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Parties at loggerheads with each other is a basic element of any election anywhere in the world. In Bangladesh though, it comes with a more fundamental fraught. The two main parties, Awami League which currently rules the country and the main opposition Bangladesh Nationalist party (BNP) have been in a constant confrontation over the very ecosystem in which elections be conducted.
General Elections in Bangladesh next year is an overwhelming priority domestically and the international community too is similarly showering deserved attention to it. The US, the UK, the EU, Japan have been consistently vocal about underlining the significance of free and fair elections in Bangladesh considering the criticality of it not just for the country but the whole region. Only last month, when US Secretary of State Antony J. Blinken met with Bangladeshi Foreign Minister Abdul Momen at Washington, the opening statement by the former indicated the world’s concern at Bangladesh’s next election.
The ruling Awami League and the principal opposition Bangladesh Nationalist Party (BNP) are visibly and obviously not at the same page on how to go about the next elections. BNP wants an unelected caretaker or national government under which the elections get conducted. The party along with its ideological partner Jamaat-e-Islami (JeI) has been lobbying hard to have the international community by the side of its demand. However, Bangladesh and the region requires reflections on some important background and the country’s troubled track record while it has tried hard to hold on to the flag of democracy.
Between 2006 and 2008, Bangladesh experienced a military-backed caretaker government, which resulted in a backsliding of democracy. The Caretaker Government, in place at that time, abused its role by delaying elections by two years as against the three months mandate, weakening the development of the country. In addition to political violence where many proud Bangladeshis lost their lives and some political leaders from all parties were imprisoned including Khaleda Zia and Sheikh Hasina. Caretaker government and democratic continuum are antagonist concepts and unreconciling realities.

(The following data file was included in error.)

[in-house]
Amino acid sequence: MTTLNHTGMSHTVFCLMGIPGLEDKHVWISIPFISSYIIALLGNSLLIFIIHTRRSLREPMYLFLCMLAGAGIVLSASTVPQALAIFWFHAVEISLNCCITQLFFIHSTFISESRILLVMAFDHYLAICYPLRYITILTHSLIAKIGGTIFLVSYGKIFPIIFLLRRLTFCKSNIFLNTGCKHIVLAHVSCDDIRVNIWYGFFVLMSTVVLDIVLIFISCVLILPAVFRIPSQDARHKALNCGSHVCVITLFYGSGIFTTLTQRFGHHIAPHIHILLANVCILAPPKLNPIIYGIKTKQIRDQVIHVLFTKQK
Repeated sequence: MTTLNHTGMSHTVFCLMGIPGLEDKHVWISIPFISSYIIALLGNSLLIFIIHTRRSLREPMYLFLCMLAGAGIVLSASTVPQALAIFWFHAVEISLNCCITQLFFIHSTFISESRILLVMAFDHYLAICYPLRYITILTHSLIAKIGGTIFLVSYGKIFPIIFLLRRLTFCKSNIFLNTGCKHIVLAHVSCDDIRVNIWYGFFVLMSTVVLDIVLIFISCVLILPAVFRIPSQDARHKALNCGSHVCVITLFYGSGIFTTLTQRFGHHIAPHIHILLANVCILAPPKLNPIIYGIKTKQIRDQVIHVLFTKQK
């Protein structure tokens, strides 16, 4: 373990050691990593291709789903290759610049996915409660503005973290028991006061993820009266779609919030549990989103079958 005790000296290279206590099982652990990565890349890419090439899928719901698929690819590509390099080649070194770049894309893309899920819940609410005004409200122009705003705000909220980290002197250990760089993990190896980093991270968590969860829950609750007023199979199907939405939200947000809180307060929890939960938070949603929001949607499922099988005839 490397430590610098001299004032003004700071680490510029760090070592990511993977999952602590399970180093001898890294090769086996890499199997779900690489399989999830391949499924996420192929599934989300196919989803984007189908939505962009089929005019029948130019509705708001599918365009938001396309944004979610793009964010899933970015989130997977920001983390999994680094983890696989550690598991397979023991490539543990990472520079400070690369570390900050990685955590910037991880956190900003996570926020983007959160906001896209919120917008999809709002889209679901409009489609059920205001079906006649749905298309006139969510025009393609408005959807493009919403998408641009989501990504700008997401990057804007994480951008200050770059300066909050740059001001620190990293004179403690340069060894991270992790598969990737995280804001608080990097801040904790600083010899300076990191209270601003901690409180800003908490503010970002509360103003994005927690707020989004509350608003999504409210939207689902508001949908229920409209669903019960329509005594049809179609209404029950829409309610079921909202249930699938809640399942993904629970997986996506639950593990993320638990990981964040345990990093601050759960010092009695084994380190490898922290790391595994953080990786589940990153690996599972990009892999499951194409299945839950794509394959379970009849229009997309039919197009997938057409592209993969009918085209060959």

One cannot question the usefulness of such a system during troubled periods in the history of Bangladesh when the country was transitioning to democracy but the difference between 2006 and the current situation is absolutely not comparable. Currently, the country is not at war or under any such pressure. It is rather showing rapid development on quite a few fronts and more importantly, as a democracy, there has been an electoral continuum.
Bangladesh’s economic and social indicators point in the direction of growth and development, supported by the Bangladesh Vision 2041 plan to become an Upper Middle-Income Country by 2031. International Monetary Fund’s Regional Economic Outlook for Asia and Pacific May, 2023 report puts the country ahead of China in terms of Gross Domestic Product growth this fiscal year.
The strengthening of a pluralistic democracy is a key pillar of any medium and long-term strategy.
Since the last Caretaker Government, the country has gradually moved towards stable parliamentary democracy. In 2022, Bangladesh formed its new Election Commission as part of a substantial move to hold free, fair and transparent General Elections in 2024.
A Caretaker Government is a unique arrangement which has not proven its effectiveness recently in the rest of the world. For example, in case of Libya, elections have not yet taken place because of a caretaker government that failed to take democratic process to the next step. There is inconsistency in this system, its obsolescence, no longer in phase with the era, and Bangladesh does not deserve it. In 2011 the country’s Supreme Court even ruled this practice unconstitutional!
Bangladesh would not be sending a good signal to its neighboring and allied countries, with the return of such an archaic system like caretaker government. It must show the strength of its democratic system to be recognized as a reliable country respecting the international rules.
The country has much to gain from unity. Its people have high hopes to conduct peaceful elections. That holds well for the stability of the country, and more widely of the sub-region. It is also in the interest of all stakeholders of geopolitics around Bangladesh.